More projects with tourmaline on the way.

A new page will appear that will have only tourmaline from my collect on it, in a few days. They will be for sale and the page will be run by my older daughter Laura. All inquires and questions should be sent to her threw a gmail address that will be on the page. It is just a small beginning, but with your support and a bit of luck, sales will help get new material and increase the diversity of color/stones in the collection.

With cutting at a new low, I have begun seriously looking at the absorption graphs that I have taken of the collection over the last few years. It is obvious that I was too hasty in judging small differences in the graphs. It also reaffirms that color in tourmaline is so complex that I am finding more questions than answers from the spectrometry work at times. Still I can easily see many features in the wonderful world of tourmaline. I hope to have everything together to publish interesting absorption graphs, alone with pictures of the stones and the best explanation I can find for the stones color, in a few months. It should be an interesting trip, that I hope you will stop back to enjoy.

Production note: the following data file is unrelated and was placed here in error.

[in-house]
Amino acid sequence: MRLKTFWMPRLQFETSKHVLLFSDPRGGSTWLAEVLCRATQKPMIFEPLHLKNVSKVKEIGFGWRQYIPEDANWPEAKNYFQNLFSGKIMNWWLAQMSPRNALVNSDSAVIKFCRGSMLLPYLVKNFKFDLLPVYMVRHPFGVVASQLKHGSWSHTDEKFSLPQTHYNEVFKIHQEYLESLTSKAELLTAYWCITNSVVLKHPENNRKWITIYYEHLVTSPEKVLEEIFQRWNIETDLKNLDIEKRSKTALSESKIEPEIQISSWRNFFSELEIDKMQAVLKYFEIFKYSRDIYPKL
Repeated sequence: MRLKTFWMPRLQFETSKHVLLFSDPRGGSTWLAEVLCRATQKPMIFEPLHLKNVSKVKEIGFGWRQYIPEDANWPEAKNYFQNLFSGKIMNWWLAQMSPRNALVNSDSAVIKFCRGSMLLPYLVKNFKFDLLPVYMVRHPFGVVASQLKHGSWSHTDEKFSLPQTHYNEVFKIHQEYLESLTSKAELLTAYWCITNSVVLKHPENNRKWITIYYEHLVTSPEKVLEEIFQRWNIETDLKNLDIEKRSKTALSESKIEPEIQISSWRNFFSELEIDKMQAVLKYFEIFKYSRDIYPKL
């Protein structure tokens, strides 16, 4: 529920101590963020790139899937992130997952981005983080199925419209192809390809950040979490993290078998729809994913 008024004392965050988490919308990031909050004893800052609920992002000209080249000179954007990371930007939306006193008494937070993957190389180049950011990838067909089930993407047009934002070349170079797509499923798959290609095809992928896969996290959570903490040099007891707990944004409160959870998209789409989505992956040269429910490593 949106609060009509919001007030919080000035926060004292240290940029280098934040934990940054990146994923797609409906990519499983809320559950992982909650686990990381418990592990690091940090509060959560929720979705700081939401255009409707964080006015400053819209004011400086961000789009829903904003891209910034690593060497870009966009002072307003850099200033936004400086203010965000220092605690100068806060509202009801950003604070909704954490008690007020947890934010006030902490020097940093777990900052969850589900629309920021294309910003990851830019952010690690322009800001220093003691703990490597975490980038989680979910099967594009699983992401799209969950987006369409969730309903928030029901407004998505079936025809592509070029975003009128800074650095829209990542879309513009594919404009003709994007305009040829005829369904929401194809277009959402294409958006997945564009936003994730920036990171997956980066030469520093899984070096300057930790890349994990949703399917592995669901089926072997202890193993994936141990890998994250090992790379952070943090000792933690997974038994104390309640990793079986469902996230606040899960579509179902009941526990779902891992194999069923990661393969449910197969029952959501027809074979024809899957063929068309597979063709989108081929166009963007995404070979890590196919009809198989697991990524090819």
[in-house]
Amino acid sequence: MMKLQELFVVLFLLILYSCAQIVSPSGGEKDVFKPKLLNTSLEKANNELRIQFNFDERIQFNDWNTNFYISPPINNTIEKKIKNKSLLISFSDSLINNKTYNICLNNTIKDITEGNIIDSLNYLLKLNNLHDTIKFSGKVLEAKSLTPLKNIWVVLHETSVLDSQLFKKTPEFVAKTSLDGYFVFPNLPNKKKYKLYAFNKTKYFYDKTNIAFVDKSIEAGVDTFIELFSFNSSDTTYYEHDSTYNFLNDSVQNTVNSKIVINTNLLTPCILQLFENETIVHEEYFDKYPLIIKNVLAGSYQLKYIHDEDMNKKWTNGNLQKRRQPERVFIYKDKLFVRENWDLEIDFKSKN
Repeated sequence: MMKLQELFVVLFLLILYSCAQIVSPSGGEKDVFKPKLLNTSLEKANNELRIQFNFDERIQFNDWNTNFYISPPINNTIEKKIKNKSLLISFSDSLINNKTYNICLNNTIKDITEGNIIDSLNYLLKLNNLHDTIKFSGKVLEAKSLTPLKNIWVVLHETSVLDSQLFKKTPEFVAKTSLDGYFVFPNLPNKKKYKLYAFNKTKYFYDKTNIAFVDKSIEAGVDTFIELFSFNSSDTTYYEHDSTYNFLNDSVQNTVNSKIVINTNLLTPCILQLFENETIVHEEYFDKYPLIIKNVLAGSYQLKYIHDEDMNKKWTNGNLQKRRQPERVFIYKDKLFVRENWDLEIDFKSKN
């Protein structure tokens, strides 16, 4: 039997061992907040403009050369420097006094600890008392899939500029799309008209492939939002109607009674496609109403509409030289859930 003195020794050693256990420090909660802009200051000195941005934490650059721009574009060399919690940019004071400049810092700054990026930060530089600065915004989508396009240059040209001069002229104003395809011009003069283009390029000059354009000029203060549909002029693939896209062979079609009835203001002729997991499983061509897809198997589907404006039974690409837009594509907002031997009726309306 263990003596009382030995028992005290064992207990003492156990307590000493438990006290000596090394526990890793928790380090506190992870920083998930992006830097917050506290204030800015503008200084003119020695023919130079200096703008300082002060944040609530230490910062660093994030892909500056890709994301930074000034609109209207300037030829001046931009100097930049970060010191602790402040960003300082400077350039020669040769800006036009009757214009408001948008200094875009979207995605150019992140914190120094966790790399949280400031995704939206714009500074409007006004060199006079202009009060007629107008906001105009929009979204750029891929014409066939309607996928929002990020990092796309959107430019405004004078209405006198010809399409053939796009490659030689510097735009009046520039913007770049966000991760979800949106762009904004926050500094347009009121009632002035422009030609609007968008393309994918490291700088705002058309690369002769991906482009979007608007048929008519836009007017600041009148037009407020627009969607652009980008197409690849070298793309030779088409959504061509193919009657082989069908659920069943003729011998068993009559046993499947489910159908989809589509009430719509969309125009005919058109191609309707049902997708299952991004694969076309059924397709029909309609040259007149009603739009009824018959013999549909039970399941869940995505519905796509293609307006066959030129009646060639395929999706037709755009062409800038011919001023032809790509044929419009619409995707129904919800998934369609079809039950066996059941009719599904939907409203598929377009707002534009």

About Bruce Fry

I was born in Summit, NJ in 1947 and graduated from Summit High School in 1966. I graduated from the Colorado School of Mines in 1970 and after spending another year in graduate school, I left to see the world of Brazil. After spending some more time discovering myself, I ended up working for the Commonwealth of Pennsylvania for 32 years as an Air Quality Engineer in the Department of Environmental Protection. I retired in 2007 and took up faceting gemstones again after a long hiatus that reached back to my twenties. I had started cutting cabochons when I was 13 and bought my first faceting machine when I was 15, but ran out of money and time until I retired. My great love in gemology is tourmaline and the collection presented here represents my effort to get as much beauty and variety in the colors of tourmaline as I can. I was particularly lucky in being able to get unheated cuprian tourmaline before copper was discovered in gem grade tourmaline from Mozambique.
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